Michael W. Maizels (Harvard metaLAB) & William E. Foster (Arkansas), The Gallerist’s Gambit: Financial Innovation, Tax Law, and the Making of the Contemporary Art Market, 42 Colum. J.L. & Arts 479 (2019):
This essay presents an account of an important moment in the emergence of the market for Pop art that was facilitated in part by a distinctly accommodating legal environment. Although Abstract Expressionism is commonly credited with causing American art’s ascendance onto the world stage immediately after World War II, its international acclaim belied a precarious institutional and financial infrastructure for living American painters. It was only with the following generation of Pop and Minimalist artists that the United States developed a self-sustaining market for the work of contemporary American artists. A significant but largely overlooked factor in that continued success was the ability of art dealers to take advantage of the unique legal and regulatory environment of the 1960s. This essay focuses on the efforts of an enterprising art gallerist, Leo Castelli, to aggressively promote his stable of Pop artists through the development of several financial structures, including some designed to leverage the relatively generous income tax deductions and anemic enforcement regime of the time. In doing so, Castelli not only seeded the ground for the international ascendance of American visual art, but also engineered financial arrangements that fostered the development of a lucrative and resilient art market that endures to this day.
With the aim to provide insights into both the legal-political and the art historical registers, this essay describes a tax law framework that provides a key piece missing from the art historical puzzle. While historians have treated the explosion of the market for American contemporary art as a natural consequence of postwar American economic ascendance, insufficient attention has been paid to how this economic energy was channeled into the art market in the first place. Stated differently, Americans were newly flush with cash, but why did they start buying art with it?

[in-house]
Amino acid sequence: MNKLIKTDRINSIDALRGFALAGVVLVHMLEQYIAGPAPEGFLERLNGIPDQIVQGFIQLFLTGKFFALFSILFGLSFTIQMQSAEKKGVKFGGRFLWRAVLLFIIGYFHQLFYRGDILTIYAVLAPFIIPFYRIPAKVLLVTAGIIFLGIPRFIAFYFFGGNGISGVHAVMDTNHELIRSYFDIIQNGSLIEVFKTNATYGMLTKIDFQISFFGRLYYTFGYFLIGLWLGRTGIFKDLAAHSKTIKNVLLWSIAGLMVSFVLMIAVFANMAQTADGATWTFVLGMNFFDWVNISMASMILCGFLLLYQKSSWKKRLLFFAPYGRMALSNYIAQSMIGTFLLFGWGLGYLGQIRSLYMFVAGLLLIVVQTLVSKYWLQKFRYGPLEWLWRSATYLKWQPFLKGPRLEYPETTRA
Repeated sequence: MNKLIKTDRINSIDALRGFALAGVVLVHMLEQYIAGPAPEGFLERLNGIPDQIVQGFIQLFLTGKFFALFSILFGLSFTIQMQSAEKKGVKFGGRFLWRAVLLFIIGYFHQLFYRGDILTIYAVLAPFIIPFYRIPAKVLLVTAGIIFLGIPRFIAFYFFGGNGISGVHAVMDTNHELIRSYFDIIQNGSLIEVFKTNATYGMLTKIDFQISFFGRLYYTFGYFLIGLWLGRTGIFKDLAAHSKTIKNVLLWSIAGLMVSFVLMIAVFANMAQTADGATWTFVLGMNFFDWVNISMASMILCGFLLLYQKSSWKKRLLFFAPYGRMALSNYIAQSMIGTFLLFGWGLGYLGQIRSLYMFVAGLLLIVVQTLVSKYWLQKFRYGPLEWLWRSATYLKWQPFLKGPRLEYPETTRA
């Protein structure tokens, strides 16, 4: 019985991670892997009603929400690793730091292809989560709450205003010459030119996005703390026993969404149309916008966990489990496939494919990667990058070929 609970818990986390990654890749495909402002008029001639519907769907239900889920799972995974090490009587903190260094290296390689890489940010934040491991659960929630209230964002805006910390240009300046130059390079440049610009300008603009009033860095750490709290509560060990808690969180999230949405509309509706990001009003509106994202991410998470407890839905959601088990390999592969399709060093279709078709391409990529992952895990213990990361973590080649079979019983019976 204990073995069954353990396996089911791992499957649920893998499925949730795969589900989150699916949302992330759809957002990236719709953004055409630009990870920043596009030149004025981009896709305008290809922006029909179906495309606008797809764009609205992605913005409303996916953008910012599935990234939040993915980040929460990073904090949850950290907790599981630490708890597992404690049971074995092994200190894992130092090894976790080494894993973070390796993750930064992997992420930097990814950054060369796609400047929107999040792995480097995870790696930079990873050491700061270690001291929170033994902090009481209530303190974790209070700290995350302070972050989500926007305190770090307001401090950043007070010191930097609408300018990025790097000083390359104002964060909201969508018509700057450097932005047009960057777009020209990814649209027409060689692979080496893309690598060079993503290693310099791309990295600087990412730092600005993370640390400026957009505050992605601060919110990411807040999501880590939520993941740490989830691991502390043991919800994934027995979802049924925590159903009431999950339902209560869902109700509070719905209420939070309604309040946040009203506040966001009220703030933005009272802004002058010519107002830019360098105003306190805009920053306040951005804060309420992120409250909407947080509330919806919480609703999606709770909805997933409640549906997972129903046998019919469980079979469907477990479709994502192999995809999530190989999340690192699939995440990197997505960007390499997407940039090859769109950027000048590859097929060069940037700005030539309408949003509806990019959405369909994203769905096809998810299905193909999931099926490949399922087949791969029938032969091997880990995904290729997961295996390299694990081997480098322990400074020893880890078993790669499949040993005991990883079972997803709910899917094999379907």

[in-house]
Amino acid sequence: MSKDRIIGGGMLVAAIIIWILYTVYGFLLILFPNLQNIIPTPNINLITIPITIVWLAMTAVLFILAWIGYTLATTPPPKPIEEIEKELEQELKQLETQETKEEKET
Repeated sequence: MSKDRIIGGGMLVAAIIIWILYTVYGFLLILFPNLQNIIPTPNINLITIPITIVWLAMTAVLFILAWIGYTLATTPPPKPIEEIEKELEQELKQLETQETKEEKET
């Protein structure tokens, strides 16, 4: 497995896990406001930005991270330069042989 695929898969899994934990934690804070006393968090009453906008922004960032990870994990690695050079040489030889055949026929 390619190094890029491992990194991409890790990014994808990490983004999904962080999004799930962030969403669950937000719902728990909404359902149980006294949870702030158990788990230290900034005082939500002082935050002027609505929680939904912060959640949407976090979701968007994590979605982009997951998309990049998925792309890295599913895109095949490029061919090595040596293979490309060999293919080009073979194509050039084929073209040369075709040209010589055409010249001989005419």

To answer this question, Part I of this essay examines how Castelli engineered an array of new financial mechanisms designed to drive up the value of living artists’ work through branding, controlling markets, and streamlining supply from his stable of artists. Part II then describes the tax regime during the emergence of American Pop Art, and details how the potential for significant charitable contribution deductions provided an incentive for art purchasers, appraisers, and dealers, including Castelli, to overvalue works of art in order to lower tax liabilities. Part III provides examples of notable transactions detailed in Castelli’s archives, and Part IV reviews the lasting impact of Castelli’s innovations on the American art market and the enduring law and policy considerations raised by Castelli’s business model.
For art historians, a look into the underpinnings of Castelli’s gallery reveals a financial imperative for producing multiples, a signature Pop modality. Art historians have typically emphasized how Jasper Johns and Andy Warhol used their art to make a statement about the reigning dogma of Abstract Expressionism. However, their art also provided an opportunity to benefit from the financial advantages generated by Castelli’s tactics.
For legal scholars, this case provides a striking example of the opportunities for manipulation that can arise when market conditions underlying tax policy assumptions change rapidly. It also highlights the tensions inherent in a tax regime that relies on providing incentives for wealthy individuals to support institutions that benefit the public at large. Castelli’s efforts illustrate the perhaps surprising intersections of law, the creative arts, and institutions that deal in artists’ works. To explain how Castelli became positioned to profoundly influence the direction of art production, we first describe the gallerist’s rise in the New York art world.